Enter J. Edgar Hoover, a desperate Justice Department bureaucrat who badly needs a successful prosecution to impress the new administration and save his job. Hoover's agents are given the sole authority to chase kidnappers across state lines and when Kelly bungles the snatch job, Hoover senses his big opportunity. What follows is a thrilling 20,000 mile chase over the back roads of Depression-era America, crossing 16 state lines, and generating headlines across America along the way--a historical mystery/thriller for the ages.

Joe Urschel's The Year of Fear is a thrilling true crime story of gangsters and lawmen and how an obscure federal bureaucrat used this now legendary kidnapping case to launch the FBI.


Reviews 4

Publisher's Weekly Review

Urschel, the executive director of the National Law Enforcement Museum, overcomes some early stumbles to produce a true crime page-turner about George "Machine Gun" Kelly, a legendary Depression-era criminal man who is remembered-unjustifiably, according to the author-as "one of the most notorious hoodlums who terrorized the Midwest." The repercussions of Kelly's kidnapping of Oklahoma oilman Charles Urschel (not a relative of the author) in 1933 validate the bold claim made in the book's subtitle. The author effectively traces how Charles Urschel's wife's immediate call to a newly established federal hotline led to young J. Edgar Hoover's most successful investigation, and the birth of the FBI. Urschel makes clear how much of that success in the search for Kelly and his cohorts was due to the victim's incredible sangfroid while a captive and his remarkable memory for details, including the distances between buildings on the farm where he was held. There are some drawbacks-an initial tendency to dramatize events, the absence of detailed sourcing of information-but those who enjoyed Bryan Burroughs's more comprehensive Public Enemies (2004) will still find this focus on one colorful character enjoyable. Agent: Wayne Kabak, WSK Management. (Sept.) © Copyright PWxyz, LLC. All rights reserved.


Kirkus Review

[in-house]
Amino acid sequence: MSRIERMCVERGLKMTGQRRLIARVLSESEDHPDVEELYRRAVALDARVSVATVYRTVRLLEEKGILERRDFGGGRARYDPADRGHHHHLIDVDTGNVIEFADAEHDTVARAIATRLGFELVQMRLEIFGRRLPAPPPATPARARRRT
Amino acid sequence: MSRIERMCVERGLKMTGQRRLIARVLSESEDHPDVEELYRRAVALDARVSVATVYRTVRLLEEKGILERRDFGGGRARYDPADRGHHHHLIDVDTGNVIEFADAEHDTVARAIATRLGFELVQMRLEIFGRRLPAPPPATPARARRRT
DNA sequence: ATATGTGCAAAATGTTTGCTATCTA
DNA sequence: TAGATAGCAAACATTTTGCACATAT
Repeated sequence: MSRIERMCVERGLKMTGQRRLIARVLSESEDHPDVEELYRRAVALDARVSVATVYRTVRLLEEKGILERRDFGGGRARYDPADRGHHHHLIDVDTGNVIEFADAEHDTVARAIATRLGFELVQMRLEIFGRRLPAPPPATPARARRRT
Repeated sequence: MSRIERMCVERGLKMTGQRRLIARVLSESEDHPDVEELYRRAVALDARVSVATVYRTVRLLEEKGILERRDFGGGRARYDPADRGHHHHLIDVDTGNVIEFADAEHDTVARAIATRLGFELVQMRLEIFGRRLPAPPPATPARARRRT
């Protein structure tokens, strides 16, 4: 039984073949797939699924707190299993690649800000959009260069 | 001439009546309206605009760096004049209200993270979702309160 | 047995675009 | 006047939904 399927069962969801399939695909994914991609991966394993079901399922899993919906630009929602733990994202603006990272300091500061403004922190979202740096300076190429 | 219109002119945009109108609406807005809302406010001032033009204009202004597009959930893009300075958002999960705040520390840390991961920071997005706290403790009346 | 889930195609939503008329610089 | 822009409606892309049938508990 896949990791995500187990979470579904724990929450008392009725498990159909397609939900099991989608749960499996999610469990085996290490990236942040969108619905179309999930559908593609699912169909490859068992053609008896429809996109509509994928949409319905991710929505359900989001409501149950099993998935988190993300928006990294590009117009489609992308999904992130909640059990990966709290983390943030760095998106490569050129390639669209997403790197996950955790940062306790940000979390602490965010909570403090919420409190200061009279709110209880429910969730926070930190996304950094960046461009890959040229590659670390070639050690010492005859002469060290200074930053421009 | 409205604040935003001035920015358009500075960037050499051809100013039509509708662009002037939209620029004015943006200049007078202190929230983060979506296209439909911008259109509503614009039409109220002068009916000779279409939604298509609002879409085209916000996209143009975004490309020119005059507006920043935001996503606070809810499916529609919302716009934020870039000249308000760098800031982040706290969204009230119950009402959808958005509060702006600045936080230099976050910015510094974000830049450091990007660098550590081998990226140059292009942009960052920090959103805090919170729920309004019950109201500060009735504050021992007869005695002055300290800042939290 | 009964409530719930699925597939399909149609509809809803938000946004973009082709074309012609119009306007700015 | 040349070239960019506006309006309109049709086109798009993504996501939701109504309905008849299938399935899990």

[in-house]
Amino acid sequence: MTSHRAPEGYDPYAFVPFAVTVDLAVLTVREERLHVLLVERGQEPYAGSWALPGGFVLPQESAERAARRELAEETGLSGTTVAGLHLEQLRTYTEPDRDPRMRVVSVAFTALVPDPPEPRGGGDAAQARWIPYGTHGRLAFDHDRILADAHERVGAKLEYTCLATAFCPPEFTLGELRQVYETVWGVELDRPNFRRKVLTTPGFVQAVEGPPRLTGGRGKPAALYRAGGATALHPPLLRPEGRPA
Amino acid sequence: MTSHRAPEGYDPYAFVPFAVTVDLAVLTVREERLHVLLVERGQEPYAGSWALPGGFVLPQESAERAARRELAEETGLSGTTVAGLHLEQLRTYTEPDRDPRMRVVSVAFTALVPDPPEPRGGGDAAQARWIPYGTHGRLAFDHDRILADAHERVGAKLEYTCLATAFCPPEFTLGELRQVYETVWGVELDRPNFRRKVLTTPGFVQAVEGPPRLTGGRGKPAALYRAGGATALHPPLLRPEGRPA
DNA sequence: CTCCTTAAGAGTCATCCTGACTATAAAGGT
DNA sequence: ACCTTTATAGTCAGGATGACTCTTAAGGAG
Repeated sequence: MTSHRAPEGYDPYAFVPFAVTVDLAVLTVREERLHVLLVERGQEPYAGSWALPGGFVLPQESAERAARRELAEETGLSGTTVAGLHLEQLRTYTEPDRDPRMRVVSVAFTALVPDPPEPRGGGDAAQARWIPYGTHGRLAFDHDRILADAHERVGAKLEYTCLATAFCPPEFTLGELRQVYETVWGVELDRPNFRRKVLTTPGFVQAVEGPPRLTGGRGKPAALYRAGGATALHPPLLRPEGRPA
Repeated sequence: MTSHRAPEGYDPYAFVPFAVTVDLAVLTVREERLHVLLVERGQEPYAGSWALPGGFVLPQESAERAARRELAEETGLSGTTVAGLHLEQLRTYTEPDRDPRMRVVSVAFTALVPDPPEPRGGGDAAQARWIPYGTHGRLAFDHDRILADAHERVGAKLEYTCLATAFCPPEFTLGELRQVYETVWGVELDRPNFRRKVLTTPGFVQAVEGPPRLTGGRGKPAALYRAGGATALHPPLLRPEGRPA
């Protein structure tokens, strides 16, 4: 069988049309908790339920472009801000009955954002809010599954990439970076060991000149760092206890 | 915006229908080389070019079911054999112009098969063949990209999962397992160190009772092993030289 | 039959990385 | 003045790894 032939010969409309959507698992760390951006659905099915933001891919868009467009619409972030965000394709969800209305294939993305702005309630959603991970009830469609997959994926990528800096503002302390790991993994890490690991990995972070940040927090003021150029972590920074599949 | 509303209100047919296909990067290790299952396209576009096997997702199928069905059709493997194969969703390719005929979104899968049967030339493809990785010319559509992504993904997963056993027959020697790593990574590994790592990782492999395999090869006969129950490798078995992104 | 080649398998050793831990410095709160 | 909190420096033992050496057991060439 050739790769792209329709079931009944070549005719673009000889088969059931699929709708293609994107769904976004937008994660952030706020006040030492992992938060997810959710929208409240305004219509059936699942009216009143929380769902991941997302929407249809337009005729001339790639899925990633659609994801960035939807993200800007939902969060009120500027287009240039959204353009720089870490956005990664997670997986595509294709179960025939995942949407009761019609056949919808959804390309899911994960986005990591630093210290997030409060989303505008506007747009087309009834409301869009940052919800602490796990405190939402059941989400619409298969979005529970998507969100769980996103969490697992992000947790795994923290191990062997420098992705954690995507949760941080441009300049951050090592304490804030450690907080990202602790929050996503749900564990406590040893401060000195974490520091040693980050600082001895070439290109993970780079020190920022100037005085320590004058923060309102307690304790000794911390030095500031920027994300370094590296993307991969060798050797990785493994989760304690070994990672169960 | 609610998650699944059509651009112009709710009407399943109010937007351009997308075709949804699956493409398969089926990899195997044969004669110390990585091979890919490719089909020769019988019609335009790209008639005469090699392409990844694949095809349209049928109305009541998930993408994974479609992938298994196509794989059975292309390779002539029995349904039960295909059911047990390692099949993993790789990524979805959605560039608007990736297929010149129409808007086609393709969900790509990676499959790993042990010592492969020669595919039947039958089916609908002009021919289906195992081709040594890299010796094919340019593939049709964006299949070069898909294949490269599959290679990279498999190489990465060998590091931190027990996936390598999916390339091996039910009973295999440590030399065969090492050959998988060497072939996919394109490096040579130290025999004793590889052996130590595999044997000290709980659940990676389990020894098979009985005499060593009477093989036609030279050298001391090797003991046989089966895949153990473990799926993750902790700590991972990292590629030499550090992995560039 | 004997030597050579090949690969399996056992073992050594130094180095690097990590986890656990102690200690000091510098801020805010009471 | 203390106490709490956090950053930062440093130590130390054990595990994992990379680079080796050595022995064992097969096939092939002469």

The colorful story of George "Machine Gun" Kelly (1895-1954), a Depression-era kidnapping, and the rise of J. Edgar Hoover and his G-men. In 1933, the year after the famous Lindbergh baby kidnapping, oilman Charles Urschel (no relation to the author) was abducted from his Oklahoma home and held for nine days. After Urschel's release in exchange for a $200,000 ransom, the kidnapping turned into "a national melodrama thatplayed out over the nation's radio networks and on the pages of its newspapers." The notorious Kelly and his gangster-moll wife, Kathryn, were pursued in a frantic manhunt coordinated by the ambitious Hoover, who, at 36, had just become head of the U.S. Department of Justice's new Bureau of Investigation. In this action-packed debut, author Urschel, the former managing editor of USA Today who now directs the National Law Enforcement Museum in Washington, D.C., offers a vivid re-creation of the massive, multistate manhunt that led to the capture and imprisonment of America's "new Public Enemy Number One." Sometimes overly detailed and containing liberal quotations from contemporary newspaper accounts, with prose matching its tough-guy, B-movie aura ("She snapped the waistband closed with a definite click, like the sound of a .38 slug sliding into its chamber"), the book captures the rampant criminality of the 1930s and the public's yearning for a return to law and order. The author packs the pages with shootouts, bank robbers, and corrupt cops. With the passage of the Lindbergh law, making it a federal felony to take a kidnapping victim across state lines, the self-promoting Hoover was poised to stop Kelly and show that his agents had the makings of a federal police force. His bureau became the FBI in 1935. An entertaining slice of the fabled (and familiar) gangster epoch. Copyright Kirkus Reviews, used with permission.